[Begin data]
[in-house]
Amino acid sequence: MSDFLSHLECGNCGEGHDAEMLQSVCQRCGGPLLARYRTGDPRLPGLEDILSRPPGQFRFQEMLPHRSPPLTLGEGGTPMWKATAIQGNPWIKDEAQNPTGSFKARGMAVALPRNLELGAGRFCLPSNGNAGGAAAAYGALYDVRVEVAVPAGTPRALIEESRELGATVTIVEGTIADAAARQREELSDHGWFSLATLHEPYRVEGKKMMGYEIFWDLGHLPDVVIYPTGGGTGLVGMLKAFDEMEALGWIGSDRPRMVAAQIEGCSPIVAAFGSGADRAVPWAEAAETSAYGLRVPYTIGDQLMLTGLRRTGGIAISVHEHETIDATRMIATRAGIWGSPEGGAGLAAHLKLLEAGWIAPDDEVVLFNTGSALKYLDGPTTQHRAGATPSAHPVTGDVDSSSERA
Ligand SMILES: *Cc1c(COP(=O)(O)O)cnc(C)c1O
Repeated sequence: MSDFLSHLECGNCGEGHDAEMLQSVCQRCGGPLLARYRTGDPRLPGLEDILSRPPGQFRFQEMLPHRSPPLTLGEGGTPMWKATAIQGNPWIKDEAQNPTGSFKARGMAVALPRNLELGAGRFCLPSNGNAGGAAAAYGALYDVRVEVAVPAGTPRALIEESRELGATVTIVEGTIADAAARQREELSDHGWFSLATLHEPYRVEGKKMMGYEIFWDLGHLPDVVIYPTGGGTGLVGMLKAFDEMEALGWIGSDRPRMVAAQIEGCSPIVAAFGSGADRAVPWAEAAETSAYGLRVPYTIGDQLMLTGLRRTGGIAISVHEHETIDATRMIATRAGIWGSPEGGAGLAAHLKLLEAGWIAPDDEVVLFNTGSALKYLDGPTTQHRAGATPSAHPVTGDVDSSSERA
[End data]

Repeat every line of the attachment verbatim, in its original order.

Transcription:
[in-house]
Amino acid sequence: MSDFLSHLECGNCGEGHDAEMLQSVCQRCGGPLLARYRTGDPRLPGLEDILSRPPGQFRFQEMLPHRSPPLTLGEGGTPMWKATAIQGNPWIKDEAQNPTGSFKARGMAVALPRNLELGAGRFCLPSNGNAGGAAAAYGALYDVRVEVAVPAGTPRALIEESRELGATVTIVEGTIADAAARQREELSDHGWFSLATLHEPYRVEGKKMMGYEIFWDLGHLPDVVIYPTGGGTGLVGMLKAFDEMEALGWIGSDRPRMVAAQIEGCSPIVAAFGSGADRAVPWAEAAETSAYGLRVPYTIGDQLMLTGLRRTGGIAISVHEHETIDATRMIATRAGIWGSPEGGAGLAAHLKLLEAGWIAPDDEVVLFNTGSALKYLDGPTTQHRAGATPSAHPVTGDVDSSSERA
Ligand SMILES: *Cc1c(COP(=O)(O)O)cnc(C)c1O
Repeated sequence: MSDFLSHLECGNCGEGHDAEMLQSVCQRCGGPLLARYRTGDPRLPGLEDILSRPPGQFRFQEMLPHRSPPLTLGEGGTPMWKATAIQGNPWIKDEAQNPTGSFKARGMAVALPRNLELGAGRFCLPSNGNAGGAAAAYGALYDVRVEVAVPAGTPRALIEESRELGATVTIVEGTIADAAARQREELSDHGWFSLATLHEPYRVEGKKMMGYEIFWDLGHLPDVVIYPTGGGTGLVGMLKAFDEMEALGWIGSDRPRMVAAQIEGCSPIVAAFGSGADRAVPWAEAAETSAYGLRVPYTIGDQLMLTGLRRTGGIAISVHEHETIDATRMIATRAGIWGSPEGGAGLAAHLKLLEAGWIAPDDEVVLFNTGSALKYLDGPTTQHRAGATPSAHPVTGDVDSSSERA